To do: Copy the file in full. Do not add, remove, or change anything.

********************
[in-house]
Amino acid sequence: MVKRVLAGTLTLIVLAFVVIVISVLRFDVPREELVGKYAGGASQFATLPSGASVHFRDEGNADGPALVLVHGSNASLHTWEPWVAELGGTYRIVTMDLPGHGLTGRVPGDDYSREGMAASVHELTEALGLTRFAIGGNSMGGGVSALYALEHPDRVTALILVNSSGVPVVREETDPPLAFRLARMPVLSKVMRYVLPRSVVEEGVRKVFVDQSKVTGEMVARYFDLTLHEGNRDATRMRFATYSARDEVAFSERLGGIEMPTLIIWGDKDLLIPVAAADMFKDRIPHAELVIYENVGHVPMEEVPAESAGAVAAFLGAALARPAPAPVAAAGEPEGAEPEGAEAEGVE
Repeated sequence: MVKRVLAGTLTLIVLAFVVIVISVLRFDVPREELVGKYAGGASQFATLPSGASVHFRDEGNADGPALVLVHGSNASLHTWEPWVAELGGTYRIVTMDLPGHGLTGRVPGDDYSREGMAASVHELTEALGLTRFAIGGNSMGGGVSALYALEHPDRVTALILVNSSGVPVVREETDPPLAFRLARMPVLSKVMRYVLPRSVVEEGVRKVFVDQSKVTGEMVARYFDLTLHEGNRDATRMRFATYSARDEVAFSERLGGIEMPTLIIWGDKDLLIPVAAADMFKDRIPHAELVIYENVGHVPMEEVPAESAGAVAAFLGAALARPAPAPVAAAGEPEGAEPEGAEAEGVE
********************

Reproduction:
[in-house]
Amino acid sequence: MVKRVLAGTLTLIVLAFVVIVISVLRFDVPREELVGKYAGGASQFATLPSGASVHFRDEGNADGPALVLVHGSNASLHTWEPWVAELGGTYRIVTMDLPGHGLTGRVPGDDYSREGMAASVHELTEALGLTRFAIGGNSMGGGVSALYALEHPDRVTALILVNSSGVPVVREETDPPLAFRLARMPVLSKVMRYVLPRSVVEEGVRKVFVDQSKVTGEMVARYFDLTLHEGNRDATRMRFATYSARDEVAFSERLGGIEMPTLIIWGDKDLLIPVAAADMFKDRIPHAELVIYENVGHVPMEEVPAESAGAVAAFLGAALARPAPAPVAAAGEPEGAEPEGAEAEGVE
Repeated sequence: MVKRVLAGTLTLIVLAFVVIVISVLRFDVPREELVGKYAGGASQFATLPSGASVHFRDEGNADGPALVLVHGSNASLHTWEPWVAELGGTYRIVTMDLPGHGLTGRVPGDDYSREGMAASVHELTEALGLTRFAIGGNSMGGGVSALYALEHPDRVTALILVNSSGVPVVREETDPPLAFRLARMPVLSKVMRYVLPRSVVEEGVRKVFVDQSKVTGEMVARYFDLTLHEGNRDATRMRFATYSARDEVAFSERLGGIEMPTLIIWGDKDLLIPVAAADMFKDRIPHAELVIYENVGHVPMEEVPAESAGAVAAFLGAALARPAPAPVAAAGEPEGAEPEGAEAEGVE